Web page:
I discovered the Theory of Inventive Problem Solving, or TRIZ (its acronym in the original Russian), when I began working with Lev Shulyak in 1992. He had translated an introductory text on TRIZ from Russian into his broken English, and he wanted help editing and marketing it.
In that manuscript I saw a fascinating concept that had global impact: a methodology that can help everyone from children to rocket scientists solve problems more quickly and with better results.
I signed on, and the decision changed my life. Soon after, Shulyak and I formed the Technical Innovation Center, dedicated to TRIZ. And the rest is history.
TRIZ (pronounced “trees”) is the brainchild of Russian scientist and engineer Genrikh Altshuller. Born in 1926, he made his first invention at the age of 14 and was later educated as a mechanical engineer.
In 1946, he developed his first mature invention, a method for escaping from an immobilized submarine without diving gear. This invention was immediately classified as a military secret, and Altshuller started working in the patent office of the Caspian Sea Navy, where he became intrigued by the meta-question of how innovation happens.
Altshuller searched scientific libraries, but could not find even the most elementary book on the subject of inventing. Scientists have often claimed that their inventions resulted from accidents and serendipity, but Altshuller didn’t accept this mantra. He decided that if a methodology for inventing did not exist, one should be developed.
Taking an empirical approach, Altshuller began by reading patents, a resource that was readily available where he worked. Patents represent the best documentation we have for what constitutes invention; they’re detailed descriptions of new solutions to existing problems.
Grounded in the patent base, but abstracting beyond the specific technical subject matter, Altshuller found that a meaningful invention is, in essence, nothing more than the removal of a contradiction without compromise.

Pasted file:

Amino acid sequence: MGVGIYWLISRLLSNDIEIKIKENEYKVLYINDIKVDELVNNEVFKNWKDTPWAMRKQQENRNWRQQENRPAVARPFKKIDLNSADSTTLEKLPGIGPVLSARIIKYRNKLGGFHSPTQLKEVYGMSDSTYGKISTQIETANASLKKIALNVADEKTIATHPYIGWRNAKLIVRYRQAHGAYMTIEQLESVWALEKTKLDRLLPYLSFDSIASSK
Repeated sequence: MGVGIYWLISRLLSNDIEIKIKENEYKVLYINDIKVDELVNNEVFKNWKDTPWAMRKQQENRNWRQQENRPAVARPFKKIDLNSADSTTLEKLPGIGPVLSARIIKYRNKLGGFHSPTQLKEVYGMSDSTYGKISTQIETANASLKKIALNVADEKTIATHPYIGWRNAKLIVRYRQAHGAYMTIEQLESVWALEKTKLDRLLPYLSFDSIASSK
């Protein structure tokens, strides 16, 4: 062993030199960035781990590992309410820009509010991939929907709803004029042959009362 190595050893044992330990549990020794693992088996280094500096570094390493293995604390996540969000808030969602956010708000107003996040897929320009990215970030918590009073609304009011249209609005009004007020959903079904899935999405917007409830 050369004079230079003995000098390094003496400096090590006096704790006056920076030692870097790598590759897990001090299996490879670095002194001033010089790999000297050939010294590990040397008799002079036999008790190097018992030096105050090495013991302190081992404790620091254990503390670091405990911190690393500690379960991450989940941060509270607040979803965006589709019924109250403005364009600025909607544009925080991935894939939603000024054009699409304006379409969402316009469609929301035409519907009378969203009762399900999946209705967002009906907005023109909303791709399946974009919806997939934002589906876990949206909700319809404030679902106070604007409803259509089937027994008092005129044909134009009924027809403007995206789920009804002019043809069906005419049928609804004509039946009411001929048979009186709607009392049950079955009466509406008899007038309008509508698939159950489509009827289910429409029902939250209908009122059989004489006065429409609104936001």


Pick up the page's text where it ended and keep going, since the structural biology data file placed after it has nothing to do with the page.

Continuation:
What does this mean? Basically, it means eliminating a technical or physical conflict in one characteristic of a system without compromising other characteristics of that system.
Further, Altshuller observed that the same problem types appeared time and time again, and yielded to correspondingly generic solutions.Innovation seemed to follow a taxonomy, which supported the idea that it could proceed methodologically, like other engineering disciplines. And once its techniques had been discovered and codified, they could be taught to engineers and children alike, and applied to generate innovative ideas for diverse problem situations.
Altshuller assembled a team and proceeded to develop this methodology. TRIZ knowledge is divided into two groups: Key Concepts and Tools. Key Concepts include Levels of Innovation, Ideality, Contradictions, and Evolution of Systems. Tools include the 40 Principles, Standards, Substance-Field Analysis, and ARIZ, the algorithm for solving nonstandard problems. As I tell my trainees, TRIZ is the natural way that creative people have solved inventive problems.
I believe TRIZ can help many makers become more effective problem solvers, and I hope you’ll want to learn more about it. For more information, please visit our website at triz.org, or the Altshuller Institute for TRIZ Studies, a not-for-profit group dedicated to promoting and overseeing TRIZ development, at aitriz.org.